At times, discipline will be needed. Discipline can take a number of forms, but must be treated with care. By being very conscious of good process, discipline can ultimately be life-giving and lead to restoration.
Discipline badly handled can be destructive. I was involved in a situation where a church was beginning to be seriously divided due to the personality of the pastor, and the way his theology expressed itself. The pastor was gifted and there was a strong desire to put in place measures that would see him well supported but also accountable to the leaders of the church. I had been present at a church meeting where agreement had been sought and found over the way ahead. Being a Baptist meeting, a number of people spoke and some doubts had been expressed about the way ahead. I was chairing and although my patience was at times tested, I wasn’t unduly bothered as I was keen for people to have the freedom to healthily express themselves.
I was horrified several days later to discover that one of those heading an important pastoral ministry, who had asked searching questions at the meeting, had been stood down without consultation with the leadership group. Looking back I see that as a key moment when the church began to fracture and ultimately lose about half of the congregation. It was tragic.
Discipline is easiest to administer when there has been moral failure as the issue is clear: There will normally be a stand-down period after which, if there is genuine repentance, there will be the opportunity for a fresh start. This is absolutely biblical as God is a God of new beginnings. Discipline will sometimes be administered in a meeting, whether it is a church meeting or something much smaller. I’ve had to challenge people for bullying or being abusive, and occasionally twisting the truth in a church meeting—I’ve had to make it clear that the behaviour is unacceptable. I haven’t enjoyed it, but it has been necessary. If someone is seen to be acting sinfully in a public context and getting away with it, fellowship is harmed and the integrity of the congregation suffers.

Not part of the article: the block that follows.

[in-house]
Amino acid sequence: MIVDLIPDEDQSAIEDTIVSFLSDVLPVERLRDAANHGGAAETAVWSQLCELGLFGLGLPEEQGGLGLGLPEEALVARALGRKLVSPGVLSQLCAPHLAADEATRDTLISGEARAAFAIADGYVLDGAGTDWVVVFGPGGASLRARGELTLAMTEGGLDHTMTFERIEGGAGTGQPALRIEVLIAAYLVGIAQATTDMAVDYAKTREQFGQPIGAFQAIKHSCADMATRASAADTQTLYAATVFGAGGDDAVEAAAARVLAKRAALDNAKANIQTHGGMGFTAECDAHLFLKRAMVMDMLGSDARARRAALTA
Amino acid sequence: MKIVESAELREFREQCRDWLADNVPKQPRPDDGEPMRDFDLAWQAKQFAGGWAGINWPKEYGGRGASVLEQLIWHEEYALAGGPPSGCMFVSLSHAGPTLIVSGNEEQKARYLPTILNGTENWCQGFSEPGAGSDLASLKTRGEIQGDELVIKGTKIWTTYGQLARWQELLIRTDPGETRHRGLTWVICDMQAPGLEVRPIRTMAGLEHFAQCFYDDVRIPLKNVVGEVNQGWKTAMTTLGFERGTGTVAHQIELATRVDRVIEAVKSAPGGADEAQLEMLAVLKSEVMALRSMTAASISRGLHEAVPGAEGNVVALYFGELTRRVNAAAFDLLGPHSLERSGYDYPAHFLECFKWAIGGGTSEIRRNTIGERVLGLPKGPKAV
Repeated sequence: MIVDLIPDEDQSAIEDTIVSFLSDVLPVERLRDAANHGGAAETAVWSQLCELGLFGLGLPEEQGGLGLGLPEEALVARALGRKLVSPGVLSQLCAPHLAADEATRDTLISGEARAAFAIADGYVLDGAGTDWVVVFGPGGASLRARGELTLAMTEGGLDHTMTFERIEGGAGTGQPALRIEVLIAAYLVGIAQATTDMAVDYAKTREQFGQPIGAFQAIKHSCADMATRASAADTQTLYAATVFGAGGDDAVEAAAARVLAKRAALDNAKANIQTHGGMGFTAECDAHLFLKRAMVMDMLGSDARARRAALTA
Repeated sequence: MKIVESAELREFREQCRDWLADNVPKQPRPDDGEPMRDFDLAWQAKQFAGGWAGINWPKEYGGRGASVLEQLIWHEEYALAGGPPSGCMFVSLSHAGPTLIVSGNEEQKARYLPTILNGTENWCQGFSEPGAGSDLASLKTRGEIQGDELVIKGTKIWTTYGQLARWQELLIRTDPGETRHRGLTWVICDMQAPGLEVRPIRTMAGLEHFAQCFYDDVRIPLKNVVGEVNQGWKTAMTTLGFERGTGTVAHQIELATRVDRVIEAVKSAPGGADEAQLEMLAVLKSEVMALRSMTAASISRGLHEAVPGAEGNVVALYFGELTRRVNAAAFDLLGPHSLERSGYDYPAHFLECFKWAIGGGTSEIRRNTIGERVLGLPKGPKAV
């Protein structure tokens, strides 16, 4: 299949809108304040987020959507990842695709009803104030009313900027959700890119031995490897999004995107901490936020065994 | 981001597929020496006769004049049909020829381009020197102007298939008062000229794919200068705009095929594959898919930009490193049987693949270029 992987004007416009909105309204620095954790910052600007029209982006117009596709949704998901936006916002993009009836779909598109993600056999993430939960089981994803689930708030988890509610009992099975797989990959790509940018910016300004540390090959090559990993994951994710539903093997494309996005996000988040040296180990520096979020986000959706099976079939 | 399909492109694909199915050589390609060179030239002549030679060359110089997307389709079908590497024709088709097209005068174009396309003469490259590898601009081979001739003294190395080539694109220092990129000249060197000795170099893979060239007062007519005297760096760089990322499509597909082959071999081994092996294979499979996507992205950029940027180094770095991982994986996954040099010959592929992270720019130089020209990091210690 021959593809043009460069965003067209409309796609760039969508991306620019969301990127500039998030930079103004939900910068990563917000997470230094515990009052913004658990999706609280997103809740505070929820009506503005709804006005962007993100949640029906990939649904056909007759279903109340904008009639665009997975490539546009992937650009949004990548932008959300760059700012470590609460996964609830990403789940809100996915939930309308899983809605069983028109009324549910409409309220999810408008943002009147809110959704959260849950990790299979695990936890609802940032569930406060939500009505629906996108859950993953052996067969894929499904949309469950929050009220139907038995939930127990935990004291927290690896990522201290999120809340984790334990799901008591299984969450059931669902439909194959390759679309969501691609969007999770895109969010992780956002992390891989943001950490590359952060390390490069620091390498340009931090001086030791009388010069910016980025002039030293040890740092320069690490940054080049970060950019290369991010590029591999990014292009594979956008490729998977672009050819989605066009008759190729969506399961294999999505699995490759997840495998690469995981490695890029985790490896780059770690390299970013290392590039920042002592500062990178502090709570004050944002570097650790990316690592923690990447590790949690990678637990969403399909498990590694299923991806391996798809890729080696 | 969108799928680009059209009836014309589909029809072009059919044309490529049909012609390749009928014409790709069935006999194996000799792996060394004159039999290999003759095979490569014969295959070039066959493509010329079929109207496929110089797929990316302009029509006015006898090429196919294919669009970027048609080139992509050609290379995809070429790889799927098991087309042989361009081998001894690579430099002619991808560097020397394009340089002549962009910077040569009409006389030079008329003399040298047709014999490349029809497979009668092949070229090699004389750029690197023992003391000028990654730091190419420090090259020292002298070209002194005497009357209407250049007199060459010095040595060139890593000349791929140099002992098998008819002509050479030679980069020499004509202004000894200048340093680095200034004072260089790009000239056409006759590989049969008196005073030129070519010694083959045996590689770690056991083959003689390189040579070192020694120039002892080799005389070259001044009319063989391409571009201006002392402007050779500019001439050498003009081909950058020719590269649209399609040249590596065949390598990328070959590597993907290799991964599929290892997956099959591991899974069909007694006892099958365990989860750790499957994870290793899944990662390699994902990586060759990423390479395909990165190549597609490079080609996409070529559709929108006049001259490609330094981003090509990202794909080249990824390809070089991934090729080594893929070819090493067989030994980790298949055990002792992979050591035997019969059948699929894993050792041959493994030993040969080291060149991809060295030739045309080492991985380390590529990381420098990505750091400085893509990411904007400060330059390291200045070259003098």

Discipline will always involve making a judgement call, which is a serious responsibility and needs serious prayer backing. It also needs those who are making the judgement to be very aware of their role and ensure there is proper pastoral care for the person who is being judged. On more than one occasion I’ve had to tell a pastor that I was not there to support him but rather to resolve a difficult situation.
However, if discipline has been fairly and biblically administered, there is always the possibility of restoration—that must be our ultimate aim. Some of the most uplifting experiences I’ve enjoyed have been standing with someone who is making a new beginning and is joyfully welcomed as they recommence ministry.
There is a great deal more that could be written on this very important area of church life but I finish with a reminder of the beautiful way that we see Peter not only restored, but also given the greatest new ministry that could be imagined in John 21. It’s an amazing Scripture and one that I never tire of preaching on. Peter, with all the evil of the events leading to the cross swirling around him, had denied three times that he was a follower of Jesus—he would have been heartbroken. The risen Jesus takes him aside and three times asks Peter if he loves him. After each question as Peter responds, Jesus says, “tend my sheep...feed my sheep.” By my reading, here is the one we know as The Good Shepherd handing to Peter the responsibility for leading the greatest ministry there is, the one owned by Jesus himself. That is restoration!
Story: Rodney Macann
Rodney is a Baptist pastor and opera singer, married to Lorna.
1. Are you struggling with conflict? What principles can you take from this article to help you move forward?
2. If you are a leader, how do you feel about discipline? How could you develop yourself in this area?
3. How does having restoration as the end goal change your outlook on, and process of, dealing with conflict?
4. One of the challenges for conflict resolution and restorative discipline today, is that when something comes up that needs to be addressed, it is easy to leave one church and go to another one, rather than dealing with the situation. Harper and Metzger’s Exploring Ecclesiology has a helpful chapter which considers how to address this across churches.
References: (1) Bill Hybels. 2008. Courageous Leadership: Field-Tested Strategy for the 360° Leader. (p.81). Grand Rapids. Zondervan.
Photo credit: Prixel Creative/lightstock.com
Scripture: Unless otherwise specified, Scripture quotations are from New Revised Standard Version Bible, copyright © 1989 National Council of the Churches of Christ in the United States of America. Used by permission. All rights reserved.